9 April 2006
| Page: 1
Fly-fishing has given me a lot. My best friends are fly-fishers; my favourite places in the world to be are fly-fishing spots. There really is nothing Iíd rather do. I meet people who regard this as pathetic, as if I should get a life or something, but the way I look at it I do pretty well everything they do, and a lot more. I mean, I hold down a real job, pay a mortgage, read books and go to the movies, I surf the net, shop, listen to music, go to the pub, and watch X-Factor, just like they do. I even hold up my end in a relationship, sort of. But unlike the non-fly fishers I know, I have this whole other world - literally outside of all that. Apart from worrying about their children turning into Death Metal freaks, it makes me wonder just what the non-fly-fisher people actually do with all that spare time.
Oh sure, there are hobbies, but thatís different. Thatís filling in time, like Bingo. You have to be convinced thereís an afterlife to get involved in a hobby. Fly-fishing is certainly no hobby. And itís no game. Unlike games like golf and football, which for many can be pretty engrossing for sure, fly-fishing is like a separate way of life. Unfortunately, it has been turned into something of a game on the put and take stockie waters, with teams, rules, scores and a competitive league table. Itís all about whoís got the technical edge and whoís on top, and, frankly, the whole business bores the crap out of me. No offence intended.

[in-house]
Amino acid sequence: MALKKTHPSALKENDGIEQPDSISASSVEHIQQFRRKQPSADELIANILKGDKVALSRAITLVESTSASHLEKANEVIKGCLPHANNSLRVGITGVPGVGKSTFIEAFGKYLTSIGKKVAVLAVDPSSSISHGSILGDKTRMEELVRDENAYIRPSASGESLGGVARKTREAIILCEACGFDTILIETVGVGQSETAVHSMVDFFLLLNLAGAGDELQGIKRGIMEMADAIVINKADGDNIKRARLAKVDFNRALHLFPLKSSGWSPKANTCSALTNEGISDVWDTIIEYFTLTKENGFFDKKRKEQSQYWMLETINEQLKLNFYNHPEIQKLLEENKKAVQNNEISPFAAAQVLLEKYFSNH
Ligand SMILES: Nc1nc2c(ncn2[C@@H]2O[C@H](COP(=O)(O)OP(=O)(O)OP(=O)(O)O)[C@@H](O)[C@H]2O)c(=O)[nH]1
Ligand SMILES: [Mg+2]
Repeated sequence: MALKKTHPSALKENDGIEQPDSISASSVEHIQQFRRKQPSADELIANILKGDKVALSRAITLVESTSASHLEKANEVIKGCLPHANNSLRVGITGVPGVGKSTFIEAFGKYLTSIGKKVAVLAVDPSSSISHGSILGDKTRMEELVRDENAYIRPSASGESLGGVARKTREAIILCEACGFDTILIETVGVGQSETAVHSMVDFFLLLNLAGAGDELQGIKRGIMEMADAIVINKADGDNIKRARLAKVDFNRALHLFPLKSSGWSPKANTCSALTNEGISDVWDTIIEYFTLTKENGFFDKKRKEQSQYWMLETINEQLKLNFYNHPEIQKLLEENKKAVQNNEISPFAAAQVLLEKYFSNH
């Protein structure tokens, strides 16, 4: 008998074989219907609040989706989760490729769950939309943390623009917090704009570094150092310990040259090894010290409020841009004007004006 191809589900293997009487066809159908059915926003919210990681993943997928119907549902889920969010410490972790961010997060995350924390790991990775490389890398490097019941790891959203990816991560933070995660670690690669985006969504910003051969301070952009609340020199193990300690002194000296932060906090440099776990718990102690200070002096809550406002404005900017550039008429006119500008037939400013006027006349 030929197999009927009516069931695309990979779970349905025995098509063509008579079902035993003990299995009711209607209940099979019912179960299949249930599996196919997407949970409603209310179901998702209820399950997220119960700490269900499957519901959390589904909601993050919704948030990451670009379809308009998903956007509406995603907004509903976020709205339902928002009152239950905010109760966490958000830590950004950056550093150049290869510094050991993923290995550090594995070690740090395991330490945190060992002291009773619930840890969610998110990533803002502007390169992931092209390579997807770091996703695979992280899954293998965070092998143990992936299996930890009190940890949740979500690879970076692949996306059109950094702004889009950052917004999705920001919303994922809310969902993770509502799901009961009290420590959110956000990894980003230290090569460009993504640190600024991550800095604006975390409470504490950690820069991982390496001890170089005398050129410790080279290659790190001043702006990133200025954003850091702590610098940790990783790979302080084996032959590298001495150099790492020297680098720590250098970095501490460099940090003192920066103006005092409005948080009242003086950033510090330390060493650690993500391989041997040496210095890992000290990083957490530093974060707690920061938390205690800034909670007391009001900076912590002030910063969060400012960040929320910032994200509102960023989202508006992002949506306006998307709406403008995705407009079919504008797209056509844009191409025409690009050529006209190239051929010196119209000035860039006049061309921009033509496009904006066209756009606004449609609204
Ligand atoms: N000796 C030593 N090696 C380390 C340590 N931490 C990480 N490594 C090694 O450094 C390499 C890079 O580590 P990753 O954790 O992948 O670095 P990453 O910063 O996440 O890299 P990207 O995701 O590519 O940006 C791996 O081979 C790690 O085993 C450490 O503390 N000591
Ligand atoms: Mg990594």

The thing about real fly-fishing is that itís completely open-ended. You really donít know how itís going to turn out. And I donít mean whoís going to win. Itís more like what youíre going to find. Unlike a game, where the rules of play, probable outcomes and the known scores of others are always in mind, fly-fishing is all about the unknown. And I donít mean in some big spooky way. Even the undercut bank of a tiny creek, or a weedy corner in your local reservoir is unknown territory, a mystery, and can hide great things, comparatively speaking. But, hey, if you want to get big and spooky about it, there is always the ocean. The sea is the unknown. Walk down to the seaside with a fly rod in your hand and see if it feels any different from padding along the trimmed banks of your local put and take water. There may be kids with buckets and spades playing on the beach, but to you itís a whole new frontier. You feel like you should maybe keep your wits about you.